Being the Mannings also helps the guest-booking process, and this broadcast had one for each quarter in Charles Barkley, Ray Lewis, Travis Kelce, and Russell Wilson. The “famous people shooting the breeze with other famous people” genre has gotten stale for me, but the sheer volume of the brothers’ and their guests’ experiences was enough to hold my attention. Peyton and Lewis talked about how they calibrated their film-watching habits during their careers, and Lewis explained that QBs’ incessant film-crunching prompted him to step it up himself. Peyton informed me of something I hadn’t considered: that the gradual integration of field microphones into game broadcasts caused major information security issues for his offenses, as defenses were able to turn up the volume and match verbal cues to play calls. Eli and Lewis reminisced about a time that Lewis’ Ravens defense held the young QB to a 0.0 passer rating. Wilson bandied about ways to make NFL overtime rules more interesting (at least in his view), after Peyton cajoled him live on the air into hanging around for the extra football. The broadcast felt like a slightly more polished Twitch stream, right down to a fire alarm going off in someone’s studio.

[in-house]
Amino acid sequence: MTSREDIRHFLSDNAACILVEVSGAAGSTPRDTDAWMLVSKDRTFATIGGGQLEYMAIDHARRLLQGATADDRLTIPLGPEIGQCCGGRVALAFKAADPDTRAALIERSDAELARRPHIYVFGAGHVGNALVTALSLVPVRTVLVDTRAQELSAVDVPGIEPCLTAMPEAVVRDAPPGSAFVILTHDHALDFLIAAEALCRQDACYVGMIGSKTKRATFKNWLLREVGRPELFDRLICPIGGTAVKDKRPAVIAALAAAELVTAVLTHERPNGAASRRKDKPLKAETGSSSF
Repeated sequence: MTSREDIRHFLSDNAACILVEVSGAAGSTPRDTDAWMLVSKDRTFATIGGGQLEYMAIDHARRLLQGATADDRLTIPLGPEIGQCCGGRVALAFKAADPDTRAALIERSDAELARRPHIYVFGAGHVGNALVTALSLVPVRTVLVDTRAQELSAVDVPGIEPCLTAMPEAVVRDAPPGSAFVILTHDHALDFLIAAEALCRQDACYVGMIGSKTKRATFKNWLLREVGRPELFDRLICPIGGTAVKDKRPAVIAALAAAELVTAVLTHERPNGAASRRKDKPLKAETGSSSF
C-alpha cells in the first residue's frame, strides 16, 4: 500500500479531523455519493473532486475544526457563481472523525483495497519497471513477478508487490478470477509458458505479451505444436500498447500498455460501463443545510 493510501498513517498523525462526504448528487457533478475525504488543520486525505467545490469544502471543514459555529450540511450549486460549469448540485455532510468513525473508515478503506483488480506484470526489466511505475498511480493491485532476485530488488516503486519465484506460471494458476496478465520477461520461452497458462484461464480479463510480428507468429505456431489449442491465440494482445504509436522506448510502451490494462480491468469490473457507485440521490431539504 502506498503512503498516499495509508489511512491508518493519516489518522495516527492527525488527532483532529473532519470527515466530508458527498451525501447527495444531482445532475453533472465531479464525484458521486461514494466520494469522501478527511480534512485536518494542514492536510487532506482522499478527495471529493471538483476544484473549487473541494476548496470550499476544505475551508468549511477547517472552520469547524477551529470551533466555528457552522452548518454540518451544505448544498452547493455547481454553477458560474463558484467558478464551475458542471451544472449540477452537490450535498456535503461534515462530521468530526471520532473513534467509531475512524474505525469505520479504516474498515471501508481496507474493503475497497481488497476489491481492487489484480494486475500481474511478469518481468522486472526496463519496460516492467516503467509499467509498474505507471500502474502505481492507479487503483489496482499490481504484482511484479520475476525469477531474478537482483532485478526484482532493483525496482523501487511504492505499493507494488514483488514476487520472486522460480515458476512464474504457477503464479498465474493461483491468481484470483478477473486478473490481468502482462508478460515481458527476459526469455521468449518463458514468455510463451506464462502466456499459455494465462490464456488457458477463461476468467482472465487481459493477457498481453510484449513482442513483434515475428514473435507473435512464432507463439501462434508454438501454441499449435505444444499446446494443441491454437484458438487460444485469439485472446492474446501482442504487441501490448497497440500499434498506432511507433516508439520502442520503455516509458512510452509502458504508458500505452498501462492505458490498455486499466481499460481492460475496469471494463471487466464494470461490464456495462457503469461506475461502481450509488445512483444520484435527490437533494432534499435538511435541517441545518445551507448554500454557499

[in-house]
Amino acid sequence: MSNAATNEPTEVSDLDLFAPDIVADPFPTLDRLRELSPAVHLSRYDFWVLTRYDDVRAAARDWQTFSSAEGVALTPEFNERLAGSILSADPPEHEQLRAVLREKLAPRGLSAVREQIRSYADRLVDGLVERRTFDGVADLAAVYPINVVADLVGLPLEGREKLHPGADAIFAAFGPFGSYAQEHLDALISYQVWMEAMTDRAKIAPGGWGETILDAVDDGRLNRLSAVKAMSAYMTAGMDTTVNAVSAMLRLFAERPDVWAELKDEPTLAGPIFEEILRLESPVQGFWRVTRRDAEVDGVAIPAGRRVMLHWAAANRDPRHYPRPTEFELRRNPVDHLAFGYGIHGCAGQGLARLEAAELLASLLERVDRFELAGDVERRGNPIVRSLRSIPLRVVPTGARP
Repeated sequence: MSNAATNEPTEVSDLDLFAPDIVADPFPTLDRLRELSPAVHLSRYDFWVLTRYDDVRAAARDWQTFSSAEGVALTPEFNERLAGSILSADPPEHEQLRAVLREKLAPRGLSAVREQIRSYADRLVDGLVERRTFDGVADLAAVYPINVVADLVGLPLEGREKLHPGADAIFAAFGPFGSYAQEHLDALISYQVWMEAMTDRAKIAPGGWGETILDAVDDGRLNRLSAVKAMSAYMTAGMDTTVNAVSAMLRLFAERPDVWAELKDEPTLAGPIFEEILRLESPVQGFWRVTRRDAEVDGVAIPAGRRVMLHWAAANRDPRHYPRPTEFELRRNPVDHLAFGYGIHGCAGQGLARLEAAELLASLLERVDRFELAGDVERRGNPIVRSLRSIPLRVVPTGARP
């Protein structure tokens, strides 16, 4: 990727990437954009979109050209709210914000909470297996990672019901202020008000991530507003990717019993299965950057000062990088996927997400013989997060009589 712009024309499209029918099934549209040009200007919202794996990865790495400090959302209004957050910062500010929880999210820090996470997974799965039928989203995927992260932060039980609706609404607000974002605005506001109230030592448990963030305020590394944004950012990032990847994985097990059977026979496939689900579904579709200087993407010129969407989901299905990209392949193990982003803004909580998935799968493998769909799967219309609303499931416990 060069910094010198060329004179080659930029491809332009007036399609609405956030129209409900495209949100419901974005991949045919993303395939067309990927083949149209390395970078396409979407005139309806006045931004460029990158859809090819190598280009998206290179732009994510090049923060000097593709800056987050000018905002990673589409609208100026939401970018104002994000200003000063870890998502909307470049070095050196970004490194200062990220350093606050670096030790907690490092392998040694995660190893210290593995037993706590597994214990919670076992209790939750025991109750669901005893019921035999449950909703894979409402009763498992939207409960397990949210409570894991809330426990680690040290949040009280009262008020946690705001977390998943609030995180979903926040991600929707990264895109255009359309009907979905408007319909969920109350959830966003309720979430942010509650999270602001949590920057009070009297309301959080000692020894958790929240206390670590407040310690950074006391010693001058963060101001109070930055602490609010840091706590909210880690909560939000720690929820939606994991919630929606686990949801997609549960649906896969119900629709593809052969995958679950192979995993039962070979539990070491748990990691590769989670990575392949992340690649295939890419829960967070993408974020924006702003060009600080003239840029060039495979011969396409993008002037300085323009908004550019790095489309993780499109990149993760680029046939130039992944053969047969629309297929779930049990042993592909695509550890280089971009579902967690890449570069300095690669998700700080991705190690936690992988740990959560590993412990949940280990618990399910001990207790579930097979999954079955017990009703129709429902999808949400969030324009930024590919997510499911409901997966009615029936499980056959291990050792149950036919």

The broadcast could probably use a bit of refinement. On top of the fire alarm, guests’ microphones didn’t always work right, the Mannings didn’t seem to know how to naturally throw the show to a commercial break, and Peyton called the Raiders “Oakland” several times. (They no longer hail from Oakland.) But most of the rough edges were charming, at least in Week 1.